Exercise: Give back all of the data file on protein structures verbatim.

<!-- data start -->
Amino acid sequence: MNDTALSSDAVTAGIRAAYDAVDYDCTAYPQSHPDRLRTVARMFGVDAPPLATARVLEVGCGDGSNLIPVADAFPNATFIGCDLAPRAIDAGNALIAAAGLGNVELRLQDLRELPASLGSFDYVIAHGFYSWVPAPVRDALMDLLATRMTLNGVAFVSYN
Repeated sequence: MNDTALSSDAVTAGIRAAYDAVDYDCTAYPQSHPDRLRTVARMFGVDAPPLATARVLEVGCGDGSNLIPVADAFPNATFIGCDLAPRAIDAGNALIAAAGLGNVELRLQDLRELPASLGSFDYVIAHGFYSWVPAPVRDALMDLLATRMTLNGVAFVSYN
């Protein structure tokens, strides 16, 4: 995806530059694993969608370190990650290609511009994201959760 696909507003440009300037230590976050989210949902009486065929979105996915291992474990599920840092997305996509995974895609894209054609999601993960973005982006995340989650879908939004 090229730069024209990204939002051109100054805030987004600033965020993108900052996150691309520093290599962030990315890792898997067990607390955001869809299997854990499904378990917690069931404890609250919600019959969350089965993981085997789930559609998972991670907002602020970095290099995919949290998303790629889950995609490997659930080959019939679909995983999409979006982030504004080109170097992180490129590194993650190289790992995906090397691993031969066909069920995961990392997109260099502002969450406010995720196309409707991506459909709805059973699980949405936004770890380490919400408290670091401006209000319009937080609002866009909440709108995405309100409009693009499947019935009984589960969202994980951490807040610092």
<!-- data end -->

Amino acid sequence: MNDTALSSDAVTAGIRAAYDAVDYDCTAYPQSHPDRLRTVARMFGVDAPPLATARVLEVGCGDGSNLIPVADAFPNATFIGCDLAPRAIDAGNALIAAAGLGNVELRLQDLRELPASLGSFDYVIAHGFYSWVPAPVRDALMDLLATRMTLNGVAFVSYN
Repeated sequence: MNDTALSSDAVTAGIRAAYDAVDYDCTAYPQSHPDRLRTVARMFGVDAPPLATARVLEVGCGDGSNLIPVADAFPNATFIGCDLAPRAIDAGNALIAAAGLGNVELRLQDLRELPASLGSFDYVIAHGFYSWVPAPVRDALMDLLATRMTLNGVAFVSYN
């Protein structure tokens, strides 16, 4: 995806530059694993969608370190990650290609511009994201959760 696909507003440009300037230590976050989210949902009486065929979105996915291992474990599920840092997305996509995974895609894209054609999601993960973005982006995340989650879908939004 090229730069024209990204939002051109100054805030987004600033965020993108900052996150691309520093290599962030990315890792898997067990607390955001869809299997854990499904378990917690069931404890609250919600019959969350089965993981085997789930559609998972991670907002602020970095290099995919949290998303790629889950995609490997659930080959019939679909995983999409979006982030504004080109170097992180490129590194993650190289790992995906090397691993031969066909069920995961990392997109260099502002969450406010995720196309409707991506459909709805059973699980949405936004770890380490919400408290670091401006209000319009937080609002866009909440709108995405309100409009693009499947019935009984589960969202994980951490807040610092």